His score for the film
Once Upon A Time in the West
is considered by many to be the finest ever written. In fact it was
composed before the film was shot and then the actors acted their parts to
the music. His partnership with the late great Italian director, Sergio
Leone, was special. They made several films together:
Fistful of Dollars
For a Few Dollars More
The Good, The Bad and The Ugly
Once Upon a Time in the West
Fistful of Dynamite/Duck You Sucker/Giu La Testa
Once Upon a Time in America
It's a shame that Sergio died before he had even started his next planned great project - a film on the Siege of Leningrad.
It has been rumoured for many years that when Sergio asked Ennio to score A Fistful of Dollars he, apparently, arranged for a private showing of the film and Ennio is reported to have screeched with laughter throughout. He has, subsequently, laughed all the way to the bank!!
In more recent times Ennio's collaboration with director Giuseppe Tornatore has produced some memorable scores notably Cinema Paradiso, Stanno Tutti Bene, The Legend of the Pianist on the Ocean (aka Legend of 1900) and Malena, each one a classic.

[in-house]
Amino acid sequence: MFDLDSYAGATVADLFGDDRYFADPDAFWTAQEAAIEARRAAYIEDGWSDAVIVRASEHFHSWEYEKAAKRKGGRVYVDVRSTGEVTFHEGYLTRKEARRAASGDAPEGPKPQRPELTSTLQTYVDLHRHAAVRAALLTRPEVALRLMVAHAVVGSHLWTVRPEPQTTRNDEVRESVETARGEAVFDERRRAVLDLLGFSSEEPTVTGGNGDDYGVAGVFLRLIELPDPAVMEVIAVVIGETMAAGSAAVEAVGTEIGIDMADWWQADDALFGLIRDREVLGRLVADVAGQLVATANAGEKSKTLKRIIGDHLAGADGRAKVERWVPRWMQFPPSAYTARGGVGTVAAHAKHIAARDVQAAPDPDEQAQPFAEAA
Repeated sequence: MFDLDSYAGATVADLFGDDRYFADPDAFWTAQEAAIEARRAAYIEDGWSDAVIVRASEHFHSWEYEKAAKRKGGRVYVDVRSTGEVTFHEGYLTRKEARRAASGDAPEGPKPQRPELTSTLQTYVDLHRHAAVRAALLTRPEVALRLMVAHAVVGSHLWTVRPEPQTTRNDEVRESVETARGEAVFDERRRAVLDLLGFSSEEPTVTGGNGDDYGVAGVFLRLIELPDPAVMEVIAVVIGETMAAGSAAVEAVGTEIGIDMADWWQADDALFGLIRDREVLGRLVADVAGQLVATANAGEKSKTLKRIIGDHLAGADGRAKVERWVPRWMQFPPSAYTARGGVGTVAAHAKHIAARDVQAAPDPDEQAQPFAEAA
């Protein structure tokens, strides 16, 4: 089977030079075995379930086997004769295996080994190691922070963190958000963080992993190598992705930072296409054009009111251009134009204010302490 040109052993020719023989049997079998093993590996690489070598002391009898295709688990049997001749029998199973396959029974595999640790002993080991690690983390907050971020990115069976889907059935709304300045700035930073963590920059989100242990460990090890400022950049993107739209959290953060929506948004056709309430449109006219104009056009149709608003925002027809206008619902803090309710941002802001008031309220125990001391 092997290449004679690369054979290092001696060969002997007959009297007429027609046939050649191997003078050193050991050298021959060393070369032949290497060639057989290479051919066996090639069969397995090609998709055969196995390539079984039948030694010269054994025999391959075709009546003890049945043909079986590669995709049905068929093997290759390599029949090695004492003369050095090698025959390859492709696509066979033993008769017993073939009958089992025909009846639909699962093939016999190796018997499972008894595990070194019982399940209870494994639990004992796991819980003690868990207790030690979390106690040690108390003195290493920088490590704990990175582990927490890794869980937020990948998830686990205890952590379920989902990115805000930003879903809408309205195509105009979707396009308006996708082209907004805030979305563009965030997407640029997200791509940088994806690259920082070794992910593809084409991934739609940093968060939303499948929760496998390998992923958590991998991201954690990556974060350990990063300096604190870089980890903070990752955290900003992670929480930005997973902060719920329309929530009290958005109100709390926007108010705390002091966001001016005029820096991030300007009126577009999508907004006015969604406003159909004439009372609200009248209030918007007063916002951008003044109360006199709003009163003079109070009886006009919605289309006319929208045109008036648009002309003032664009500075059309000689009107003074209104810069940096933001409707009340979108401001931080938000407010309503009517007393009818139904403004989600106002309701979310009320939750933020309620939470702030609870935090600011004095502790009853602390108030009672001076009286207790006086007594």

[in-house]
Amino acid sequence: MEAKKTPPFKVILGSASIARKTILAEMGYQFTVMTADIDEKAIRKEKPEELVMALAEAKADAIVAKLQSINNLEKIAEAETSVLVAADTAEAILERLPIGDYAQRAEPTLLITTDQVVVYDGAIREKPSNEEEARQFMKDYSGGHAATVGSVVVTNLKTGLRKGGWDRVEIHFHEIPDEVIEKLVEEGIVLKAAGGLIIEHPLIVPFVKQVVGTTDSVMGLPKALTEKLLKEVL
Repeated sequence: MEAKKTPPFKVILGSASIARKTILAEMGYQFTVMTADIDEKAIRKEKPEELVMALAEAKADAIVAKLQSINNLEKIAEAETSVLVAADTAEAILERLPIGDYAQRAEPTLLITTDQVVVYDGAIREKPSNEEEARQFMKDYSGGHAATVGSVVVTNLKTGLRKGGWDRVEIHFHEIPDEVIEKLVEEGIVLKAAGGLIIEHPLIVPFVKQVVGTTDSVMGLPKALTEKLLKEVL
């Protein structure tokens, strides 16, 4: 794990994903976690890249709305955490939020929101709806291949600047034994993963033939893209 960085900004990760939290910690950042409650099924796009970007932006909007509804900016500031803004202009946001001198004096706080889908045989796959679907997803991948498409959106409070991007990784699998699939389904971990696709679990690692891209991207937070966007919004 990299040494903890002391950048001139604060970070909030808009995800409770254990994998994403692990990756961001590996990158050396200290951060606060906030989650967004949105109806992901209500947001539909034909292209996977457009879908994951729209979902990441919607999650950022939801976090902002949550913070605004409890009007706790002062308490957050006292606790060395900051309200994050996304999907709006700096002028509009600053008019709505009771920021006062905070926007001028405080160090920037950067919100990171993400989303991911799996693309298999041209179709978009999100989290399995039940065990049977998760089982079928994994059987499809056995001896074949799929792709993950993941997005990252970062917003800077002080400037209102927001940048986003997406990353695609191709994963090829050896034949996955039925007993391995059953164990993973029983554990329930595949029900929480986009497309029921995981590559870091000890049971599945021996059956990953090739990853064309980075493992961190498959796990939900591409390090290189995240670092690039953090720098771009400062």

His 1999 score for the film What Dreams May Come was rejected by the films producers. I have heard this rejected score and I have to say I believe that this is one of his best. I reckon he put his heart and soul into it.
Ennio Morricone and his Music
I became an overnight fan the night in 1967 I came out of a cinema in Dublin whistling the tune from A Fistful of Dollars and believing this new composer was Dan Savio (that's what it said on the credits!!). In those days getting hold of LP's for movie scores was never easy and much of Ennio's stuff was unavailable anyway. However, a music store in Bologna in Italy, Bongiovanni, began to advertise his LP's in a UK movie magazine "Films and Filming" and so my love affair with Italy began. Some of his LP's were rare limited editions and every so often there was an "auction" whereby you could make a "bid" for your most-wanted LP and it went to the highest bidder.